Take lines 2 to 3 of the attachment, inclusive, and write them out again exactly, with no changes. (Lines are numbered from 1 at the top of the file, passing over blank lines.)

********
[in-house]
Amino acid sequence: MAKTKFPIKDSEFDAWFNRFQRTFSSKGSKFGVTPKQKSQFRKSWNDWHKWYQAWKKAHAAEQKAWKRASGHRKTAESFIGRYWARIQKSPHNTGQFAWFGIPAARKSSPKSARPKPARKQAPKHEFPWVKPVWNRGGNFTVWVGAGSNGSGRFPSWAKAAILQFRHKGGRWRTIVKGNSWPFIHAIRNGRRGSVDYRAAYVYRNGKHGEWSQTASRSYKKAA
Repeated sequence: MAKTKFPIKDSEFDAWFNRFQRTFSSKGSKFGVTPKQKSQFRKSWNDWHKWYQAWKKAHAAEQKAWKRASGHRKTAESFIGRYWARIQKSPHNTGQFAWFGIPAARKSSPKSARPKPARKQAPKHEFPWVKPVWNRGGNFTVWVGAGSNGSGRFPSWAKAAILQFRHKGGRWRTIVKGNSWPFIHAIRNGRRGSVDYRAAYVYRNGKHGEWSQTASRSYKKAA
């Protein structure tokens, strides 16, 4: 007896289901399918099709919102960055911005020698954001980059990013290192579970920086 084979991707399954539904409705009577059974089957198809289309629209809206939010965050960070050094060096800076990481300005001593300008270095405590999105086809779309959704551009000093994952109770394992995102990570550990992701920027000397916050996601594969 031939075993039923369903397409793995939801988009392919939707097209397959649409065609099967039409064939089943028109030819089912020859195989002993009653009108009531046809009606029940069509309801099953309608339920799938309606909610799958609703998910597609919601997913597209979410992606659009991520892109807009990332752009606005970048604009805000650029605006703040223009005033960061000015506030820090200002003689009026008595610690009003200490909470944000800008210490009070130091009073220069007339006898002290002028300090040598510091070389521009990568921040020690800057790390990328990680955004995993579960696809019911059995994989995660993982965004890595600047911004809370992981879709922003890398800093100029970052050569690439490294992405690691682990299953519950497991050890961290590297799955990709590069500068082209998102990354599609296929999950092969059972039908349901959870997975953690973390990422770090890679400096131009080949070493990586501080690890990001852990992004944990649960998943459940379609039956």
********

Amino acid sequence: MAKTKFPIKDSEFDAWFNRFQRTFSSKGSKFGVTPKQKSQFRKSWNDWHKWYQAWKKAHAAEQKAWKRASGHRKTAESFIGRYWARIQKSPHNTGQFAWFGIPAARKSSPKSARPKPARKQAPKHEFPWVKPVWNRGGNFTVWVGAGSNGSGRFPSWAKAAILQFRHKGGRWRTIVKGNSWPFIHAIRNGRRGSVDYRAAYVYRNGKHGEWSQTASRSYKKAA
Repeated sequence: MAKTKFPIKDSEFDAWFNRFQRTFSSKGSKFGVTPKQKSQFRKSWNDWHKWYQAWKKAHAAEQKAWKRASGHRKTAESFIGRYWARIQKSPHNTGQFAWFGIPAARKSSPKSARPKPARKQAPKHEFPWVKPVWNRGGNFTVWVGAGSNGSGRFPSWAKAAILQFRHKGGRWRTIVKGNSWPFIHAIRNGRRGSVDYRAAYVYRNGKHGEWSQTASRSYKKAA